Mention the word ‘hornets’ and people will usually gasp and run for cover. They’re even included in the Bible where God sent a hornet to drive out his enemies from Canaan, so they had a bad rap even then.
The good news? Australia doesn’t have any true hornets. Although that doesn’t stop us from naming some of the more colourful wasp species ‘hornets’ and calling a pest pest manager. If wasps/hornets have made your garden, eaves or verandah home, calling the pest manager is necessary in case you accidentally disturb a nest. If it’s a European wasp, you’d better get help quick smart. The sting can be deadly.
Fact 1. ‘Hornets’ in Australia
As mentioned, Australia doesn’t have any native hornets. Here, ‘hornet’ is often applied to any large wasp, especially if it’s coloured orange and black. Mostly, the ‘hornets’ we see in Australia are native potter, spider, and other colourful wasps, but usually, it’s the large mud nest wasps of the genus Abispa. These display very different habits to true hornets which are closely related to the European wasp (Vespula germanica) which has become established all over Australia and is a notifiable pest species (2). Asian hornets are also notifiable pests.
At Acacia Pest Control, we strive to be the best at identifying and delivering pest control solutions that not only exceed our clients’ expectations but educate the community about pest control and environmental protection.
Fact 2. ‘True’ Hornets
The Western Australian Museum lists (1) a group of 20 species of true hornets occurring naturally only in Asia, Africa, and Europe, and one introduced into North America. However, Australian biosecurity defences can only keep hornets out of Australia if the public and pest pest manager keep watch and report any sightings. Call the Exotic Plant Pest Hotline on 1800 084 881 or Acacia Pest Control on 1300 257 774 if you find a nest.
Fact 3. Hornets of Biosecurity Interest
There are 22 recognised Vespa species of hornets; the following five are of biosecurity interest in Australia:
Vespa mandarinia Asian giant hornet
Vespa velutina Asian hornet
Vespa orientalis Oriental hornet
Vespa crabro European hornet
Vespa affinis Lesser banded hornet
With the flexibility to change with technology, Acacia Pest Control keeps abreast of all the latest innovations to control, treat and remove all wasp and hornet pest species.
Fact 4. The Asian and Giant Asian Hornets
The Asian hornet is from 17 to 32 mm long, black with a thin yellow band and broad orange abdominal stripe. Front-on, the legs are yellow tipped and the head orange. The Asian Giant Hornet is the world’s largest, measuring 50mm, with a wingspan of 76mm and it has a 6mm stinger that can inject heaps of venom. The head is light orange, the wings grey and the thorax dark brown. It can have bands of black or dark brown and orange-yellow, and a yellow abdominal segment.
At Acacia Pest Control, our customers can feel secure knowing they’re getting the most professional wasp and exotic hornet identification and extermination service available.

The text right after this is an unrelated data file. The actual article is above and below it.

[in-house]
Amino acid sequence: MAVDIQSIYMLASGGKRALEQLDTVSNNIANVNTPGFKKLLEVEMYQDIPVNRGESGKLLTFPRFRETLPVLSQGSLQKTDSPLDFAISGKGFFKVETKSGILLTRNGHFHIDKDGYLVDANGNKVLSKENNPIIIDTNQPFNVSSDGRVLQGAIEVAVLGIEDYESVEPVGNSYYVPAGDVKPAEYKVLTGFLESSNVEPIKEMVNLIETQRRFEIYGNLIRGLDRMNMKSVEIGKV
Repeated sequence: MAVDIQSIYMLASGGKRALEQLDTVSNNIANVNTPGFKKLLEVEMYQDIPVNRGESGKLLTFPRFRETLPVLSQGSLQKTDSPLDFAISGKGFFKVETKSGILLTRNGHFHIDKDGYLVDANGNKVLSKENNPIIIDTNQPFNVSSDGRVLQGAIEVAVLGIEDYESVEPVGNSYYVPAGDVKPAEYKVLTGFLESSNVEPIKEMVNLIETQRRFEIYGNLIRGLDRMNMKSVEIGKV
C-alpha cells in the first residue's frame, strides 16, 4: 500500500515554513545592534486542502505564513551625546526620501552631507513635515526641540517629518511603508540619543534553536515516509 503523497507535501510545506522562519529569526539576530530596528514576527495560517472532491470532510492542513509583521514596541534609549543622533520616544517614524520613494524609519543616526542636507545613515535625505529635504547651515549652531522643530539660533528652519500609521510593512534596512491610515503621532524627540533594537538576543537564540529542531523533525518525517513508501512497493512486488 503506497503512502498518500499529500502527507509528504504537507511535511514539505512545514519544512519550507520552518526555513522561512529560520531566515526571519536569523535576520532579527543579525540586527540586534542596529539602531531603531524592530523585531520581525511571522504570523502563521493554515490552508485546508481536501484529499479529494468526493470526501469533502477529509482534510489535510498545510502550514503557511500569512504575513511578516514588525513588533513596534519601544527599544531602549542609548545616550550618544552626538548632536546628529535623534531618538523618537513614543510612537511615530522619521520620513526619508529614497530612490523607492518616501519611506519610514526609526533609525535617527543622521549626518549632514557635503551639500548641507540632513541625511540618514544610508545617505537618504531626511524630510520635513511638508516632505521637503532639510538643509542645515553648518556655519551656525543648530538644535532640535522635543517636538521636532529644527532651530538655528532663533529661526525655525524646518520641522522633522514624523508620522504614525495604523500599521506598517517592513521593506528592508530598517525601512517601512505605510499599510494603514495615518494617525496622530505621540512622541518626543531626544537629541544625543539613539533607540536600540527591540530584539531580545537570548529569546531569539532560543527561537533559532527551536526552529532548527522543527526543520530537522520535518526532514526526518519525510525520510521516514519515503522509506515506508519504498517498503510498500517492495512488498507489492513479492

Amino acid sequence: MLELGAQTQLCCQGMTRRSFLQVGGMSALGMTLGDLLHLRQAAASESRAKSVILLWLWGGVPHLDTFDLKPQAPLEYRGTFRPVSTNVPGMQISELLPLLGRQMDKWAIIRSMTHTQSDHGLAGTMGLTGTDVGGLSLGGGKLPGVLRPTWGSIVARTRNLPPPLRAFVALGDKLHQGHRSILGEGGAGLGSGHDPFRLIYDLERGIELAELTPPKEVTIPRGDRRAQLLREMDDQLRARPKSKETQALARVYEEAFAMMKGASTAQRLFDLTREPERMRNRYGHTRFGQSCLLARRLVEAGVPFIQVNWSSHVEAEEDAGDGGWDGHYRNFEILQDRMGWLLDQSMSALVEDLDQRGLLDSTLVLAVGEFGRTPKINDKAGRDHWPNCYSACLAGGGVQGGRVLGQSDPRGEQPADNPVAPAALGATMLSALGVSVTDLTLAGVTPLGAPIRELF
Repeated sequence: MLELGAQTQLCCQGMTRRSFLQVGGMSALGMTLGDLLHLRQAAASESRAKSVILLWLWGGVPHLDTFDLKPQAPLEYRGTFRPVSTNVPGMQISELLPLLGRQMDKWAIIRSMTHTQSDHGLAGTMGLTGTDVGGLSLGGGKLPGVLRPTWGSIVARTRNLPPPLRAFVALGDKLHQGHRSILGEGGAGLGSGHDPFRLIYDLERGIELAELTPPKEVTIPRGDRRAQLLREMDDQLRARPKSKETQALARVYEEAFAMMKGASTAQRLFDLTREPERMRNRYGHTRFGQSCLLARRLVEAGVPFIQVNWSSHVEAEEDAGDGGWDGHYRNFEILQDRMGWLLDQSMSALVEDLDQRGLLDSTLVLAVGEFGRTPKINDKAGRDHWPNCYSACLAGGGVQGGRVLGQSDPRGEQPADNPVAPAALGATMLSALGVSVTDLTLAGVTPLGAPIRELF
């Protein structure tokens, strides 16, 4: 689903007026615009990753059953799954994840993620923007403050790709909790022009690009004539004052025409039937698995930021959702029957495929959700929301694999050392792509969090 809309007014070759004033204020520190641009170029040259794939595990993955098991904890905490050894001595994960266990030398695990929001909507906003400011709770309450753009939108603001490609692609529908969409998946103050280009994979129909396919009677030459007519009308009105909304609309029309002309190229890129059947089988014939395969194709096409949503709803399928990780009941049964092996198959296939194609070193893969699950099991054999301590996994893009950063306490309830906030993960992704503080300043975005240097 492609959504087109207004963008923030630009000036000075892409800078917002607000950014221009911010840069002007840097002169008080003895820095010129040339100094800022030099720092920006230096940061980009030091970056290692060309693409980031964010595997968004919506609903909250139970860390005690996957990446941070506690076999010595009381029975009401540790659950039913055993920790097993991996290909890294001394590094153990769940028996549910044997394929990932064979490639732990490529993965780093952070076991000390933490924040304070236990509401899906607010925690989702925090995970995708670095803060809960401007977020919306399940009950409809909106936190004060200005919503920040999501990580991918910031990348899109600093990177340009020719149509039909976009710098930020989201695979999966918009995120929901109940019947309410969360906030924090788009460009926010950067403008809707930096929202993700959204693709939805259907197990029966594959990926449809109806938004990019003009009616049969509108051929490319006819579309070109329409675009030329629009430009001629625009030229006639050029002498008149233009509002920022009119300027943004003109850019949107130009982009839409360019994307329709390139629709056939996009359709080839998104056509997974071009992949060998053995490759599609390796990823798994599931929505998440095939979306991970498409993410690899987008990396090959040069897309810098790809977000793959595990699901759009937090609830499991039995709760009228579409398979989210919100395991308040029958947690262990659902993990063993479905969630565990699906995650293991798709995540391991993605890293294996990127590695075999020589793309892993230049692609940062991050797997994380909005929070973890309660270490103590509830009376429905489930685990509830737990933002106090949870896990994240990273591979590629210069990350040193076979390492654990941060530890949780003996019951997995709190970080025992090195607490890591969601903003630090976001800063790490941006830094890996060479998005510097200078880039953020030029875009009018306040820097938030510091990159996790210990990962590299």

Fact 5. The Oriental and European Hornet
The Oriental hornet is the same size as the European except that it is wholly red with a yellow band on the abdomen and the front of the head. The European hornet has black stripes on a pale yellow abdomen, with black and reddish-brown legs and thorax. The head is red when seen from above, and yellow from the front. Workers measure from 18 to 23 mm and the queen from 25 to 35 mm long.
Fact 6. The Lesser Banded Hornet
There are several subspecies of the lesser banded hornet, with those in South China and Hong Kong mainly black with an eye-catching yellow band on the first two abdominal segments. It is reddish-brown on the sides of the thorax and head. Those in Southeast Asia are completely black with a bright orange abdominal band but no reddish-brown markings. Worker sizes range from 22 to 25 mm long and queen up to 30 mm.
Fact 7. What Damage do True Hornets Do?
All true hornets are honey bee predators(3). The Asian giant hornet and the Asian hornet attack the hive guards, stealing the brood to feed their own larvae. True hornets kill with stings and defend the nest, inflicting a more painful sting than that of wasps to humans, since it contains heaps of acetylcholine. While bees and wasps have one sting and die afterwards, the true hornet can repeatedly sting but doesn’t die because their stinger isn’t barbed, so it isn’t ripped out. Anyone allergic to wasp stings will be allergic to hornets. If you see a true hornet or European wasp, call the Exotic Plant Pest Hotline on 1800 084 881 and/or send an email with photographs to firstname.lastname@example.org.
For all your pest problems, or if you see a wasp or ’hornet’ swarm or a nest, don’t try to remove it yourself. Call Acacia Pest Control on 1300 257 774. Our pest specialists can identify and report any exotic hornet species, treat the infestations and notify the authorities for you. Call us today on 1300 257 774 or send an email to email@example.com.